• 2. • Multi-structured data content is the primary can now be aggregated and analyzed to identify driver of new data. 80% of this new data is escalation and complaint triggers, understand digital, which is complex to analyze in its native fraud patterns, manage alerts, reduce credit risk structure. and build social media dashboards. These devel- opments can help financial institutions tailor their • Digital data is growing at 62% annually vs. products and build strategy roadmaps aligned structured data at 22%.3 This explosion of data with customer expectations. Effective use of coupled with the growth in social networking big data will be a key driver for competition in and virtualization, has introduced unprece- financial services, and companies that use data dented opportunities for companies to better more effectively will secure an edge in the mar- connect with consumers and ketplace. Most companies understandwhere the markets as well as their sentiments, have yet to find are heading. Retaining customers and satisfying consumer expectations are among the most serious precise answers to Most companies have yet to challenges facing financial institutions. the challenges posed find precise answers to the Sentiment analysis and predictive analysis are by fast-changing challenges posed by fast- changing consumer demands; two techniques that they can use to effectively address these and other key challenges. consumer demands; many lack the ability to process many lack the ability data in near real-time or Capturing Customer Feedback Through Sentiment Analysis to process data in convert interactions into trans- actions. Big data analytics, Consumers today are just as willing to share near real-time or therefore, has become one of their thoughts on social media platforms such convert interactions the most frequently discussed as Facebook and Twitter as express them to into transactions. topics for many business leaders. a customer service representative over the phone, Web site or in person. When captured and managed, such information can provide valuable Emerging big data tools provide companies with insights into what customers are thinking. In the ability to analyze far greater quantities and addition, online customer reviews on Web sites types of data in a shorter span of time. It includes such as Amazon and Yelp are fast emerging as structured datasets, such as information stored major influencers of vendor/provider selection in databases; semi-struc- and purchasing behavior. This means financial tured data like XML files and Snippets of RSS feeds; and unstructured services institutions must carefully review this proliferating stream of unfiltered content to unstructured data datasets, such as images, gauge customer expectations and opinions oncan be interpreted and videos, text messages, e-mails product offerings and then act accordingly. analyzed, delivering and documents. New technolo- gies can help uncover insights Traditionally, companies have collected consumer insights that can hidden within these large feedback using survey and focus group results. determine likely datasets. While retailers and These tools may gauge consumer sentiment, but consumer response technology companies such as Google, Walmart, Amazon and they may not necessarily capture emerging trends or hidden insights, particularly on a real-time (both favorable Sears have made significant basis. A negative opinion of a bank’s offering can and unfavorable) to developments on this front, potentially lead to dramatic customer churn. For decisions made the doorsthe financial services open for are just starting to example, in September 2011, Bank of America announced its decision to charge customers a by the bank. industry, which stands to gain monthly debit card fee. Three days later, the bank significant advances in areas withdrew the decision after a customer uproar such as market research, customer segmenta- and threat of attrition. The reversal occurred after tion, product testing, product development and customers petitioned the bank and mobilized to customer service. close their accounts and take their banking and investment business elsewhere.4 For example, text captured from credit applica- tions, account opening interviews, call center Sentiment analysis tools aim to capture customer notes, mortgage application notes, social media feedback from social media platforms and chatter and other customer service interactions customer service interactions, among other cognizant 20-20 insights 2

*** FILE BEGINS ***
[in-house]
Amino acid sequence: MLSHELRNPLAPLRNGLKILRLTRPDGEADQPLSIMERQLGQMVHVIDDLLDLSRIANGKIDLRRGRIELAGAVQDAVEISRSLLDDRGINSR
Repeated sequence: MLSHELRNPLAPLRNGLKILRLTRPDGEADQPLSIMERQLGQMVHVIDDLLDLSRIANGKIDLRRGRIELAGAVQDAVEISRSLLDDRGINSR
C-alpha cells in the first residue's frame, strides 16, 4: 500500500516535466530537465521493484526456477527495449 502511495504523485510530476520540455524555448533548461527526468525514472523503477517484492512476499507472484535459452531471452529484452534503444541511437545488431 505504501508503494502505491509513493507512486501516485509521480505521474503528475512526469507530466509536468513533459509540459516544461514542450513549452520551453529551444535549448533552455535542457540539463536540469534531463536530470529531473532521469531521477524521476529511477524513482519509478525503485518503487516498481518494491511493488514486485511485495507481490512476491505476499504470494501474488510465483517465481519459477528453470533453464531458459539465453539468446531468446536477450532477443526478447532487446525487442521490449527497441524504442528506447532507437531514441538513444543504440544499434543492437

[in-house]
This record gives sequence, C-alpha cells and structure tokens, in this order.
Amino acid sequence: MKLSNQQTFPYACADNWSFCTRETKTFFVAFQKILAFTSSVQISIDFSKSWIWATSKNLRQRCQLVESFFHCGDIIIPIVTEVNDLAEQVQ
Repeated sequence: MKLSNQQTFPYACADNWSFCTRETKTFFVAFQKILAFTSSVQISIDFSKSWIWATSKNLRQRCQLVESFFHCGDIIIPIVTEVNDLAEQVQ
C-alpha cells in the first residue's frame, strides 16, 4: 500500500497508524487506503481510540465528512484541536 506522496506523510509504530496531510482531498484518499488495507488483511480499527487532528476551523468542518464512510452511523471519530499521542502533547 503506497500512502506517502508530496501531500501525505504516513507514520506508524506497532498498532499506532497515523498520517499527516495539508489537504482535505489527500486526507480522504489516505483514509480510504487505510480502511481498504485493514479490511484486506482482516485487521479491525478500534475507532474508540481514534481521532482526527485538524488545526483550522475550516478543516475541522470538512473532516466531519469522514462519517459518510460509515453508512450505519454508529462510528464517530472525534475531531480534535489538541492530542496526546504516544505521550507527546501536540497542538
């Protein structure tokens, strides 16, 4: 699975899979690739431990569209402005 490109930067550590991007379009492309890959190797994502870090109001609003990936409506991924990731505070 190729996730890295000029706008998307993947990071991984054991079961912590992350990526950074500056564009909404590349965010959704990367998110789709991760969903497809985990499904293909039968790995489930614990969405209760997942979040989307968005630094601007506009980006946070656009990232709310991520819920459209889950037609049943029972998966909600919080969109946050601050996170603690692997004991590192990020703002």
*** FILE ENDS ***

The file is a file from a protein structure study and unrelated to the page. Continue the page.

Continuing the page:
• 3. sources, and help banks evaluate the potential service features. This can help banks generateimpact of such decisions. Sentiment analysis customer “wish-lists” and incorporate these intoenables organizations to associate words used their product roadmaps.in unstructured communications and tie themto consumer emotions and sentiment on a topic. Sentiment analysis can also help banks rewardThese findings can serve as key inputs into customers effectively. This is extremely importantstrategic decision-making. across the industry because account switching costs are relatively low and customer churn isThe idea is to use technology to create codes a major challenge. By examining customer con-that analyze the Web and provide insights into fidence indices that areconsumer sentiment on a much larger scale and driven by specific dataat a much faster rate than the findings revealed elements (product, func- By examining customerby surveys or focus groups. Snippets of unstruc- tionality, content and confidence indices thattured data can be interpreted and analyzed, price), banks can judge thedelivering insights that can determine likely mood of the market and are driven by specificconsumer response (both favorable and unfavor- decide how to best reward data elements (product,able) to decisions made by the bank. their customers. Success- functionality, content ful execution drives loyaltyConsider the following customer scenarios and and also attracts new cus- and price), banks canstatements: tomers. Figure 1 illustrates judge the mood of the how banks can effective- market and decide how• “ABC Bank’s small business offering is useful ly satisfy a disgruntled for new businesses and entrepreneurs. The customer using the afore- to best reward their lack of a same-day payment facility is a downer, mentioned technique. customers. Successful though.” execution drives loyalty• “The feature to view both business and Although the technologies personal accounts is really cool, although they behind sentiment analysis and also attracts new really need to improve their customer service.” are still maturing, many of customers. the tools and techniquesThe sentiment analysis tool would pick up words are advanced enough for financial services insti-like “useful,” “lack” and “improve” and attach tutions to derive incremental value by under-contextual meaning to generate graphs and standing customer likes, dislikes and preferencesreports, which can then be used by the bank for product and service improvements. Clearly,to satisfy customer expectations. Additionally, early adoptors will gain a competitive advantagereports can be generated to illustrate trends and going forward.opinions on individual product and customerConverting Detractors into Advocates Michael has recently • The nature of the e-mails • The bank sends Michael a registered several suggests a disgruntled personal note addressing his complaints with customer customer that is likely to churn. concerns. care at his bank. The bank recognizes this and takes immediate action. • The bank offers to refinance his auto loan at a much better • The bank knows Michael has rate, saving him money and a new car loan. gaining his loyalty in return.Figure 1 cognizant 20-20 insights 3